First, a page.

I was gaining on Joyce as we approached a bend in the Thompson River when her charging horse stopped suddenly, and a pair of flying hooves narrowly missed knocking out my mount's front teeth.
An attempted sucker punch if there ever was one, and the now angry beast I was riding was not about to let it go. It too stopped, swiveled 180 degrees, and before you knew it, both horses where knocking hooves.
Joyce quickly regained control of her mount and, to my surprise, I also managed to do the same with my rambunctious stallion.
Maybe it was the adrenaline rush, maybe she was impressed with my horsemanship, but Joyce was in the mood and, not knowing what to expect, I let her, and I didn’t mind it at all.
All this happened on Tk'emlups Indian First Nation reserve. Perhaps that is the reason why, later in life, I would write and dedicate my first book Canada - The Fractured Nation Interviews to First Nations and a lesson not learned?
It was late May or early June when Joyce and I became more than friends. We spent that the entire summer together. She would come to meet me in the evening at my summer job looking after a camp-ground, just off the Trans-Canada highway on the eastern outskirts of Kamloops. My day ended around 10 or 11 pm when we would drive into town to grab a pizza or an A & W burger before driving into the hills.
Kamloops is blessed with a semi-desert climate, which means hot summer days, warm summer nights and not much rain. Perfect when you're both living at home and have to go out to enjoy each other's company in private. Enjoy being intimate under the stars, but if its June, watch out for ticks, if it's August, rattlesnakes.
The owner of the campground I looked after was also president or CEO of a small mining company, Taseko Mines, which was listed as a penny-stock on the Vancouver Stock Exchange. One share of Taseko Mines cost a nickel or less.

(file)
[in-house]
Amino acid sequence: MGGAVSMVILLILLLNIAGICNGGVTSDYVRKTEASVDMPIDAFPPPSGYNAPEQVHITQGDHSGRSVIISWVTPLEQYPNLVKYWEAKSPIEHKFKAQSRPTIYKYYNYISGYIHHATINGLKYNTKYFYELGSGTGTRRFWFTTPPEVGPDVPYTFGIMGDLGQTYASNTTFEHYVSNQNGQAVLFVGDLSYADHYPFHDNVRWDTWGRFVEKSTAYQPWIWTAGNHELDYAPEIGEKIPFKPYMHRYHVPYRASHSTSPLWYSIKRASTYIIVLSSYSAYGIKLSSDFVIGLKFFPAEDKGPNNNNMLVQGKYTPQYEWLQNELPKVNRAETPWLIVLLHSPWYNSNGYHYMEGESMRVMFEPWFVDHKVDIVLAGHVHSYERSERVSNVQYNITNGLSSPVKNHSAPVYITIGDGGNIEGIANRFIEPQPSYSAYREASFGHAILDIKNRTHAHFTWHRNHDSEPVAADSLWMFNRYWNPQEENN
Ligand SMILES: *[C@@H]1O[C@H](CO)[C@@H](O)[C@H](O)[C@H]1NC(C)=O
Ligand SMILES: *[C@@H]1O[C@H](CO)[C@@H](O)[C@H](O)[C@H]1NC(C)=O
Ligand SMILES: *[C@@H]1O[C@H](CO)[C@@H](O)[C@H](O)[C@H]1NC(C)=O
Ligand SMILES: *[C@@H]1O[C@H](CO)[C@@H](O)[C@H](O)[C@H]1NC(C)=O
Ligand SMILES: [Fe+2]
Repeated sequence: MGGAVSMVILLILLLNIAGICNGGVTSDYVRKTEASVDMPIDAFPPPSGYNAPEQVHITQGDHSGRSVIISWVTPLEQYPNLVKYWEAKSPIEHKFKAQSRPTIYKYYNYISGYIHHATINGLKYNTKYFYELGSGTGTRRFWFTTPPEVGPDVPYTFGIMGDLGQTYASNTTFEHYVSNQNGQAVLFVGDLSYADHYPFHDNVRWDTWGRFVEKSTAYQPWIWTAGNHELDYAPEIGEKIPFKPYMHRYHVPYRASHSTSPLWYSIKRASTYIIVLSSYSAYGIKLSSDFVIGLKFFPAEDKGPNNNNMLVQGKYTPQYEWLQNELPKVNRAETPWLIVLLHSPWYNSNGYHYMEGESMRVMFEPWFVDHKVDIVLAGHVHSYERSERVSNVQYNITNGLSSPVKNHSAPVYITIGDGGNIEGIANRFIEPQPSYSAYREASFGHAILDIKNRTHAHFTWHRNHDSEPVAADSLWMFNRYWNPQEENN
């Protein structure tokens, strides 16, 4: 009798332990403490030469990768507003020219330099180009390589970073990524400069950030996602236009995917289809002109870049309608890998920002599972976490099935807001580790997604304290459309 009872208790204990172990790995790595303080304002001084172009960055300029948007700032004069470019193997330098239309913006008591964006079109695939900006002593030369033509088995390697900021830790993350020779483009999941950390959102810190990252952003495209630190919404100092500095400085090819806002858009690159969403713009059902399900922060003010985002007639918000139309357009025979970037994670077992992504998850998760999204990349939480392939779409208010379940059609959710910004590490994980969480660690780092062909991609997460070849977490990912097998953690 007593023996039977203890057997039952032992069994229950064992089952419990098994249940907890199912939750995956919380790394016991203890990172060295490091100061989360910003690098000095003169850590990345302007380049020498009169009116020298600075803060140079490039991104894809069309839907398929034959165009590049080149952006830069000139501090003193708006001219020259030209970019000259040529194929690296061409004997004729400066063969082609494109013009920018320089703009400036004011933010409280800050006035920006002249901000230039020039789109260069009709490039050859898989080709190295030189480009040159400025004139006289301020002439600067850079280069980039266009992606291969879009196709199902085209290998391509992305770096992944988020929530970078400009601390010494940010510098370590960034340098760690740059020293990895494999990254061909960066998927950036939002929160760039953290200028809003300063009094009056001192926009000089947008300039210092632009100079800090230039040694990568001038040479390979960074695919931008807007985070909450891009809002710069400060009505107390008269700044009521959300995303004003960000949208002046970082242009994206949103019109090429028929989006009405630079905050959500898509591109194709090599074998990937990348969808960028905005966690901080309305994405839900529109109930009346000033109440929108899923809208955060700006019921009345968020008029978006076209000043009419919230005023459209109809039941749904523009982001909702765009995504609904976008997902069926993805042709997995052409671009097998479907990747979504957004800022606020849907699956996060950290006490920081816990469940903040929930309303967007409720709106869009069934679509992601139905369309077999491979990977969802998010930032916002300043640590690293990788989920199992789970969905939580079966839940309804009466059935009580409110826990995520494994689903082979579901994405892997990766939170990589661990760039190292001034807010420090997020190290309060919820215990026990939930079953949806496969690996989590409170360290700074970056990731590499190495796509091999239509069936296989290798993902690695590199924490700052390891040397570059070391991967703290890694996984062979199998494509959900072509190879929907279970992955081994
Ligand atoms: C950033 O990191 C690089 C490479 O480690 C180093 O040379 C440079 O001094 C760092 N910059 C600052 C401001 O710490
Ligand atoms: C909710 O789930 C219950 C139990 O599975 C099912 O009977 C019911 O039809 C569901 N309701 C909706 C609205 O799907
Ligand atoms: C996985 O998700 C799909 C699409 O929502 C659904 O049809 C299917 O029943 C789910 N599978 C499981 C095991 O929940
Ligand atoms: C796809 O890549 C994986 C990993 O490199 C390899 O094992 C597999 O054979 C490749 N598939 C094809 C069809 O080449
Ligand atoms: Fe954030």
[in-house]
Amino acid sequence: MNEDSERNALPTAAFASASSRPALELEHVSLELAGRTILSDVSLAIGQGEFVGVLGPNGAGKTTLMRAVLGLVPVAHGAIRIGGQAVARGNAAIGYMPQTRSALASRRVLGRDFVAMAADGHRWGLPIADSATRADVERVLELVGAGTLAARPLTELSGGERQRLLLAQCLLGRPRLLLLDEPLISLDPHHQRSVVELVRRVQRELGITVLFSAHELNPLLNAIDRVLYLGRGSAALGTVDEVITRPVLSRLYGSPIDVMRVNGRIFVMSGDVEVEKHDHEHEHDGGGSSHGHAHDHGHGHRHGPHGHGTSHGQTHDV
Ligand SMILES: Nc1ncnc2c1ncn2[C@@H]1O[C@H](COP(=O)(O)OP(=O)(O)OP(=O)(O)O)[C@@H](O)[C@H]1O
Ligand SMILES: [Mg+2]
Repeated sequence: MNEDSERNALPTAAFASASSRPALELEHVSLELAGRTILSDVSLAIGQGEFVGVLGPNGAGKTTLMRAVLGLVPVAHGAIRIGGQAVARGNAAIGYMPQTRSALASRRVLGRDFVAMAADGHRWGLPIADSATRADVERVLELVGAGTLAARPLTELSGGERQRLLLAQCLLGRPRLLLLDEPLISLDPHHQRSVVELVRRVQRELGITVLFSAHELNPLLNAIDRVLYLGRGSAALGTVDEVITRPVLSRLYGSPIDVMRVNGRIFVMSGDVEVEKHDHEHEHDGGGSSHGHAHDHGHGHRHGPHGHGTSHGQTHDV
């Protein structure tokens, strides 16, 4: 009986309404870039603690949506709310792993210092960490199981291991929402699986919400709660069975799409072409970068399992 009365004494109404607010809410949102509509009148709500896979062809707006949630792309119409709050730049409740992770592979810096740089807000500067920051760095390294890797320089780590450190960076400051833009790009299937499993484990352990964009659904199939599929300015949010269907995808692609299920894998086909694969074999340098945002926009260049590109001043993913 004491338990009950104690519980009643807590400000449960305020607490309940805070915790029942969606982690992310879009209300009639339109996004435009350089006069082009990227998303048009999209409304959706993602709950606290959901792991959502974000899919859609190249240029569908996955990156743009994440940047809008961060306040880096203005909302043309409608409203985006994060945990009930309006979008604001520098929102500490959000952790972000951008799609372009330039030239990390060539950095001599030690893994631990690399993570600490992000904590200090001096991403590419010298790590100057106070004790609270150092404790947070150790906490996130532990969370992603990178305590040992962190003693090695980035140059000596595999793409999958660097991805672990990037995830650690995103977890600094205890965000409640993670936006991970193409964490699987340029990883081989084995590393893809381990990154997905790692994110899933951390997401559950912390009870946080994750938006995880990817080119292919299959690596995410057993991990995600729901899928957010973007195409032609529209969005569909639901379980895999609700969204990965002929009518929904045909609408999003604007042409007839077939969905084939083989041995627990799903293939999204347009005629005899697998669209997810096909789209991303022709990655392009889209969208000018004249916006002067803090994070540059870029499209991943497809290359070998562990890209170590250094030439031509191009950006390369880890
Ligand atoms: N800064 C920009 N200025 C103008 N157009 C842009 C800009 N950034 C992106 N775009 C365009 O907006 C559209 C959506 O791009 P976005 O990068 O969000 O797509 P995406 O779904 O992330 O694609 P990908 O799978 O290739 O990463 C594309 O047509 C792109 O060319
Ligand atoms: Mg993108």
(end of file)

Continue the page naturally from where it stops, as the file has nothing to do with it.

One day, as he was giving me my pay for the week, he advised me to use it and any other money I had saved and buy as many shares in Taseko Mines as I could. Drilling samples from a site in the Yukon looked promising, and when the word got out that gold had been discovered, I was told, share prices would rise dramatically.
Shares of Taseko Mines had risen to 25 cents per share when my employer warned me that the assay office in Victoria was about to make its findings public: it was fool’s gold. I should sell all my shares in the mining company IMMEDIATELY! I did, just before Taseko shares plummeted into oblivion.
What I did was not illegal, but I was profiting from an illegal act (the illegal act having been performed by whoever in the assay office informed my employer prior to informing the public) therefore, theoretically unethical.
Of course, between my job, Joyce and a wonderful employer who was doing his best so that I could afford to go to university, theoretical breaches of ethics were the furthest things from my mind.
Should I have informed on the person in the assay office in Victoria?
Whistleblowers are not snitches or informers. To have exposed a junior public servant would only have jeopardized the relationship I had with a man who only had my welfare at heart and made little difference, and whistleblowers are about making a difference. They also know that perfection is not of this world, and that people will make mistakes, which is why they rarely jump to conclusions and tend to give the benefit of the doubt.
With the money from my summer job and from my gamble in the stock market, I was able to do two consecutive semesters at Simon Fraser University. Joyce would visit me there, but it would not be long before we drifted apart.